That day-to-day gets switched up some with various events in the game. For example, racial tensions at the beginning of the game can make certain calls more dangerous for some officers. In another, the description of a serial killer is released to the public, and you get flooded with calls from people thinking they see him. It spices it up some, but the standard way it is all handled remains the same.
As mentioned previously, the meat of the game is using the day-to-day activities to leverage favors from the mayor's office, mafia, and more. You can send officers out to do things the mayor requests and even have them go and help out the mafia. There are a few reasons you want to keep these various factions happy. The mayor's office is probably the most important as they are in direct control of how many officers and detectives you can hire at any one time. Fewer officers obviously make it much more difficult to police the city. The mafia ... well, they'll just kill you if you make them unhappy.
Regarding return favors, the mayor's office will open more positions, give you a raise to your weekly check, and more. Other factions, like the mafia, offer different services. Some officers can cause you some problems, like suing you if they think they are treated unfairly (like denying their request for the day off repeatedly), or testify against you because you decided to use some force to quell a protest. You can pay them off, sure, but you can also pay the mafia, which is cheaper, to just kill them for you. That goes for officers and detectives, but you may be out a good officer with high Professionalism in that case.
So each faction has certain services they provide, which you can take advantage of throughout your time in This is the Police. Keeping your officers and the mayor's office happy, however, is the key goal. Of course, reaching towards that $500,000 goal is of utmost importance as well.
The story is presented in a very episodic way, though there are no real clear or obvious breaks between it all. There're a few overarching storylines that are present throughout; however, they are mentioned so offhandedly and infrequently that it was hard to remember or care. The opposite is true of the episodic feeling. Previously I mentioned a serial killer. That storyline lasts no time at all before it's wrapped up, and you move on to the next focused story for a few weeks or month's worth of days. Nothing is delved into all that deeply, and it feels like This is the Police did a disservice to itself by trying to jam so much in rather than explore individual stories more in-depth. However, you can't help but feel intrigued when certain things, like the serial killer, get into the mix. Though, I imagine that's just the main draw of crime dramas.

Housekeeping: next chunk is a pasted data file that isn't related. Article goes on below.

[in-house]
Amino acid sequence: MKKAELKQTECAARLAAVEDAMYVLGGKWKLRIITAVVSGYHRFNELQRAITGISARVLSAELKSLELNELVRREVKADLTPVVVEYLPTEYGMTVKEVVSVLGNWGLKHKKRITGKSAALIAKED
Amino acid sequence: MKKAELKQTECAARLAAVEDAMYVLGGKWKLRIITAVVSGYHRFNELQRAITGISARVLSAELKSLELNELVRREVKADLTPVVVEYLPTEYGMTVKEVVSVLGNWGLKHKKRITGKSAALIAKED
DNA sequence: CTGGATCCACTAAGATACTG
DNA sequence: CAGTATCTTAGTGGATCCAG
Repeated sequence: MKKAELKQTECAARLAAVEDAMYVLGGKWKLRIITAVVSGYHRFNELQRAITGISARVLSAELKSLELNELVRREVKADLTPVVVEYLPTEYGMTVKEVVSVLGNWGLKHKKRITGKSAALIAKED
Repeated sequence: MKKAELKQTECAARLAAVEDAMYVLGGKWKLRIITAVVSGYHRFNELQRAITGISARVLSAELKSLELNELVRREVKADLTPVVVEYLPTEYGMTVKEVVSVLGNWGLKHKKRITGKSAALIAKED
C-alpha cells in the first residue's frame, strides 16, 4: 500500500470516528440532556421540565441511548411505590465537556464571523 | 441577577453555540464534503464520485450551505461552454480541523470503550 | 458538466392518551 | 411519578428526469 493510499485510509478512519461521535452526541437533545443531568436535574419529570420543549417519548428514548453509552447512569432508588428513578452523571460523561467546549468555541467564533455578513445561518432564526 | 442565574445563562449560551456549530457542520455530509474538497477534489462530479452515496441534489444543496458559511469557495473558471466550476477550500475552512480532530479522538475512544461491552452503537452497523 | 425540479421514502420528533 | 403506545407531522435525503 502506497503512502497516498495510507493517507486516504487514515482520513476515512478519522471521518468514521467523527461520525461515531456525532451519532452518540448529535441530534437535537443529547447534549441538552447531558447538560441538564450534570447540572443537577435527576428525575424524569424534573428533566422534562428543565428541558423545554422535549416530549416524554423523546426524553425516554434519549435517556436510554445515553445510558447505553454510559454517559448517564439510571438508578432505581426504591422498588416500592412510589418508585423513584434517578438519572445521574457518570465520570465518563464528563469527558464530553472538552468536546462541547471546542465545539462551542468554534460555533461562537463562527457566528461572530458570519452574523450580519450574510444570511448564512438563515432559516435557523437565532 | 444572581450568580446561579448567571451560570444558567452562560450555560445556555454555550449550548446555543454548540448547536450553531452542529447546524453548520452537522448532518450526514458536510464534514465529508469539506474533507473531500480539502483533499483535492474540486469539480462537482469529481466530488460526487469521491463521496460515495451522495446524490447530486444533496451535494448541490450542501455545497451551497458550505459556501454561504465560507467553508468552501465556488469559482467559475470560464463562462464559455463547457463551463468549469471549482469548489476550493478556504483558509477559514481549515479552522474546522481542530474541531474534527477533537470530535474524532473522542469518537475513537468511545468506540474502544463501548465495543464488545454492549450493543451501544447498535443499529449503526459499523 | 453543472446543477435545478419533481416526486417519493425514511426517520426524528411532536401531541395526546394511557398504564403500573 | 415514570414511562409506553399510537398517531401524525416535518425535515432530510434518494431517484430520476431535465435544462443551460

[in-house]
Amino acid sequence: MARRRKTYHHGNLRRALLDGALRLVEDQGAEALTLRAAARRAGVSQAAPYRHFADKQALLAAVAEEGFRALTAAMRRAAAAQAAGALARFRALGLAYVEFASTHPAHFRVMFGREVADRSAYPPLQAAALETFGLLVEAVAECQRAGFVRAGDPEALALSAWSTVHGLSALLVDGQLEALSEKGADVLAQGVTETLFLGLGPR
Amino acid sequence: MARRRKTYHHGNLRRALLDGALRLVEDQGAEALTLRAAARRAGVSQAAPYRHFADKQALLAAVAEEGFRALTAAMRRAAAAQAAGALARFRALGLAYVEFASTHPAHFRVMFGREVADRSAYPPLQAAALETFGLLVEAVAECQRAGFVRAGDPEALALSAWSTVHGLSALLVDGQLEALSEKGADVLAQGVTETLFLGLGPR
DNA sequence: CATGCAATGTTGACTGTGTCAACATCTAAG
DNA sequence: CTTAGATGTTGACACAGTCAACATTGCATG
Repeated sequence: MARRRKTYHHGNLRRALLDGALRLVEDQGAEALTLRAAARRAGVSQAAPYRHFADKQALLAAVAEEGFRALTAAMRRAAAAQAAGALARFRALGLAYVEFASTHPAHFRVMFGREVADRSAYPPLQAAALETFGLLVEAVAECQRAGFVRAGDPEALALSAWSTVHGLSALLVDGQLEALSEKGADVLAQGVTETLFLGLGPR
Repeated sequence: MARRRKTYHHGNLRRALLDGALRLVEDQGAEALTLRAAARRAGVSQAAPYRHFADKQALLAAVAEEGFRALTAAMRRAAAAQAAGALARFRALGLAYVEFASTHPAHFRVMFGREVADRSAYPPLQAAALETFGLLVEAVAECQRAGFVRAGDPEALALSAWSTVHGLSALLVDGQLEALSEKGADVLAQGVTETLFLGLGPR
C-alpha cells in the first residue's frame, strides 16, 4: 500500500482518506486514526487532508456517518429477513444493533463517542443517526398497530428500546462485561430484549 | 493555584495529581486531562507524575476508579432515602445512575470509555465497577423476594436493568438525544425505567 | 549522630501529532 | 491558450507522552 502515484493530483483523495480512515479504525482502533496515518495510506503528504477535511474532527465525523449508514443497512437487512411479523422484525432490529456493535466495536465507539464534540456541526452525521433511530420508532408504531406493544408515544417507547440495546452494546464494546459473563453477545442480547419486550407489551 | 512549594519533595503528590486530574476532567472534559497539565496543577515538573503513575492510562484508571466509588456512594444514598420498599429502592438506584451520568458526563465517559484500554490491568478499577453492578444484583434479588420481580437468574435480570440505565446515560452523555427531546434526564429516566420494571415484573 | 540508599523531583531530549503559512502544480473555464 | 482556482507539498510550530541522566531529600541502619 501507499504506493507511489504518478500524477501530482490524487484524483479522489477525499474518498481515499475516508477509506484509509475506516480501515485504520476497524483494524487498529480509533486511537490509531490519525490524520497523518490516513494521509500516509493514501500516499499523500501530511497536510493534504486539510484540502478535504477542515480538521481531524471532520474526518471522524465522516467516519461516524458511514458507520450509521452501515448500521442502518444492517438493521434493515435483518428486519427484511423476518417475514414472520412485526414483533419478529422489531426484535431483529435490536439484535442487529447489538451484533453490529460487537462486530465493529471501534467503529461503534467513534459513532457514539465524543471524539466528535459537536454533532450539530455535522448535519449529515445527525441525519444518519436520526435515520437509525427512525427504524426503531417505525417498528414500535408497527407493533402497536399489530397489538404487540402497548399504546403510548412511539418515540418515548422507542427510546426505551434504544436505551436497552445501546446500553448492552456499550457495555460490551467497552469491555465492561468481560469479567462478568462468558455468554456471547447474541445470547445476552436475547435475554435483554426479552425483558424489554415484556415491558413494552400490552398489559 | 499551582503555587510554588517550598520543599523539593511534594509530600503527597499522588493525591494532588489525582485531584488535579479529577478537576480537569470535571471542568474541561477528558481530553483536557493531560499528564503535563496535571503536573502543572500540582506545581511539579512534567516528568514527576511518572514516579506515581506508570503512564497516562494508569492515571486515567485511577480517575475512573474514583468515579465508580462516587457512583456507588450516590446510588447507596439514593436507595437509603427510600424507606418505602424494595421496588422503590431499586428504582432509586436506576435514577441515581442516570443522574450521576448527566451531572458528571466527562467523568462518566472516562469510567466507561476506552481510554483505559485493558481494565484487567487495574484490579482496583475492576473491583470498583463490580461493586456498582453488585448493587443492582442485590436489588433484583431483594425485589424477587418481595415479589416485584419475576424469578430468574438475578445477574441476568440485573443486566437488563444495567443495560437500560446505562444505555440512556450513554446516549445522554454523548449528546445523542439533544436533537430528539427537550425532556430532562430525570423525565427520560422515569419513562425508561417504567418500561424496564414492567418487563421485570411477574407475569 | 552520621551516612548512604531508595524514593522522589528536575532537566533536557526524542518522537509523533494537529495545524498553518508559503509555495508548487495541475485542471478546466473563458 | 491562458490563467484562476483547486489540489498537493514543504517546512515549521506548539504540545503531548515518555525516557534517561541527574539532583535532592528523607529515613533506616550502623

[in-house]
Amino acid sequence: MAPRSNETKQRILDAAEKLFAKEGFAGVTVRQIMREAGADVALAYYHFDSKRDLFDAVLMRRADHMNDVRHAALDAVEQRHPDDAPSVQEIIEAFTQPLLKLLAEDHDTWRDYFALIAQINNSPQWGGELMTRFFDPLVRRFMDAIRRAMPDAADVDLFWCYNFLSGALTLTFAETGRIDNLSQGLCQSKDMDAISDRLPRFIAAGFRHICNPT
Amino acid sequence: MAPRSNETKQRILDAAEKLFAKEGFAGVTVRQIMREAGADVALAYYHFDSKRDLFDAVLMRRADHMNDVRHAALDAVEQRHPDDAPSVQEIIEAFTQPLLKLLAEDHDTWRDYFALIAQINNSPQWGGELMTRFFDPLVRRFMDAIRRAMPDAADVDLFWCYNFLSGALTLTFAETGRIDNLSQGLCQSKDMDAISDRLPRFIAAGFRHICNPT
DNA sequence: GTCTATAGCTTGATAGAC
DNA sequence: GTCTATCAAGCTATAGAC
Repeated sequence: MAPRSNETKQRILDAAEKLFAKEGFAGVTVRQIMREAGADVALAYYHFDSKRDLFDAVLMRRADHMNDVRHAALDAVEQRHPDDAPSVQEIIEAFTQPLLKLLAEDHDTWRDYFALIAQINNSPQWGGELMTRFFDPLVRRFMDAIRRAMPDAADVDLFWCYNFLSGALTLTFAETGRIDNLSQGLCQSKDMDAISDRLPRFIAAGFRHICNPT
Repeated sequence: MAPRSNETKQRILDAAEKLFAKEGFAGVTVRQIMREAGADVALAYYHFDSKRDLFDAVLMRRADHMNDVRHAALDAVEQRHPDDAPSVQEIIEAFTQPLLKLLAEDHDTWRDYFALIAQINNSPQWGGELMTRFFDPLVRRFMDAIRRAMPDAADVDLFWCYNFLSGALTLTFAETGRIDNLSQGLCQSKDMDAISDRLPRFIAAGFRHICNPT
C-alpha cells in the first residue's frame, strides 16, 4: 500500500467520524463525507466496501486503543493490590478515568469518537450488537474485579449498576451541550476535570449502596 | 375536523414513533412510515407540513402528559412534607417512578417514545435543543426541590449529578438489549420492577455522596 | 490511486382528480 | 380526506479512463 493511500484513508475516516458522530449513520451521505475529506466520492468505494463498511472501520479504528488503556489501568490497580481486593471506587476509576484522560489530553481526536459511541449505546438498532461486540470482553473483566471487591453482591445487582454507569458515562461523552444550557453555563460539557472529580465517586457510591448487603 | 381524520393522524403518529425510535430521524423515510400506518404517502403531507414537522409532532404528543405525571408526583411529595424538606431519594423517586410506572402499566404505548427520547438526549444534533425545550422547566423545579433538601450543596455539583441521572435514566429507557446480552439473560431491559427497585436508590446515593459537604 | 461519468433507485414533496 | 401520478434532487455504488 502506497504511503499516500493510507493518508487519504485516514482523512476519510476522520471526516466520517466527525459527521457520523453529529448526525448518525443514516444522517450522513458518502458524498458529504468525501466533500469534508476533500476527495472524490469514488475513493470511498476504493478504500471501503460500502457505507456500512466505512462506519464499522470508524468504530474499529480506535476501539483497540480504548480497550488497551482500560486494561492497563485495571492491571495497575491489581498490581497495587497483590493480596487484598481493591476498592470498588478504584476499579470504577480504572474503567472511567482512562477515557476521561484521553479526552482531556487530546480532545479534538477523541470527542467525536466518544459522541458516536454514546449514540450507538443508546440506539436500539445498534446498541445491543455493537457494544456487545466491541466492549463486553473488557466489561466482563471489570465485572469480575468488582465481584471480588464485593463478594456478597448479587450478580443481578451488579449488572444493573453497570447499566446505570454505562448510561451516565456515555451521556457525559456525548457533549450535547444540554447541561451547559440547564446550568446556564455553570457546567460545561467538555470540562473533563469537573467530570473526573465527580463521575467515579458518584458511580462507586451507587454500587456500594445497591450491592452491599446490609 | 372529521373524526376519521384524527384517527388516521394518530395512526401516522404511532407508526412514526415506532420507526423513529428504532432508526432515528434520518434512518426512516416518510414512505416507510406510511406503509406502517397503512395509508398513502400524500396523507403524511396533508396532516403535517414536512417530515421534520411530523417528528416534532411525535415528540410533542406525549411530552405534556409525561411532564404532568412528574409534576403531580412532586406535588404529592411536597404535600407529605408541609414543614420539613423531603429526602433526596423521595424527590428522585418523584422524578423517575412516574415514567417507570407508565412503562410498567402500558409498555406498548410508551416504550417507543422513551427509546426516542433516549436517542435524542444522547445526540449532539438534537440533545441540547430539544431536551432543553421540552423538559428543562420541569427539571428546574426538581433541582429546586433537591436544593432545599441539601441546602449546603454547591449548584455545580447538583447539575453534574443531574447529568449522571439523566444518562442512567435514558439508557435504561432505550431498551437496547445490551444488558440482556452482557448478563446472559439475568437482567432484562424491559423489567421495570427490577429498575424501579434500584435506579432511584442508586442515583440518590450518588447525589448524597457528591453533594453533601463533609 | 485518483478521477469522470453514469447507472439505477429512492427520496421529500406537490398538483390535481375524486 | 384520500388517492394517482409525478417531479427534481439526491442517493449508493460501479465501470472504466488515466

This relatively shallow look at things appears elsewhere as well. Many times there are certain issues raised that may stick around for maybe an hour's worth of playtime—likely less than that—then never heard from again. Things like the racial issues, LGBT issues, and more are raised quickly, loudly, then put away just as quickly. There seems to have been a greater effort to quantity over quality. The constant shifting of focus never really let you absorb what is going on and don't give you any kind of cohesive picture behind what Freeburg is like as a city.
The writing itself is serviceable. The character of Jack Boyd is really hard to grapple with as he too changes quite rapidly and with reasons that seem incredibly weak. Some of his character traits carry throughout, but pinning down who Jack Boyd is, is a difficult task. The general writing around the calls you send officers to and the certain scenarios can be pretty good at times, and may cause a few chuckles as the writers had some fun with the scenarios presented.
This is the Police's greatest strength is in its aesthetic and presentation. Everything is clean, clear, and consistent. The art direction is superb and helps to emphasize the unreadable nature of Freeburg in its citizenry, architecture, and more. It never deviates, and the great work that went into all the frames you collect for various investigations is great.
This is the Police is conceptually intriguing but could use some fat trimming. There's too much going on, and a more focused, less diverse narrative and set of mechanics would have served them well. The lack of attention to those day-to-day mechanics makes the game overstay its welcome, as getting through those 180 days takes quite a bit of time.
This is the Police was reviewed on PC via Steam using a code provided by the developer.
An intriguing concept hindered by too much going on. There are plenty of details throughout, but few received the attention they deserved.